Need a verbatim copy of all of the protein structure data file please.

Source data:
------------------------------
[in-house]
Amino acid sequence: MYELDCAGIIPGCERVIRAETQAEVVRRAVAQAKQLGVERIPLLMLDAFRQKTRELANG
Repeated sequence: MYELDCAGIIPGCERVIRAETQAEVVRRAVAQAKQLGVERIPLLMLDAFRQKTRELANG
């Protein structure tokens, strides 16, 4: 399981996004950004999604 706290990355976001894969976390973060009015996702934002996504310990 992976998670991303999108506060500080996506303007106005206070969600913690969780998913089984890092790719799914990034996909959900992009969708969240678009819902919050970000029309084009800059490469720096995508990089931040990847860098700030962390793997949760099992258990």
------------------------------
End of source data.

[in-house]
Amino acid sequence: MYELDCAGIIPGCERVIRAETQAEVVRRAVAQAKQLGVERIPLLMLDAFRQKTRELANG
Repeated sequence: MYELDCAGIIPGCERVIRAETQAEVVRRAVAQAKQLGVERIPLLMLDAFRQKTRELANG
């Protein structure tokens, strides 16, 4: 399981996004950004999604 706290990355976001894969976390973060009015996702934002996504310990 992976998670991303999108506060500080996506303007106005206070969600913690969780998913089984890092790719799914990034996909959900992009969708969240678009819902919050970000029309084009800059490469720096995508990089931040990847860098700030962390793997949760099992258990």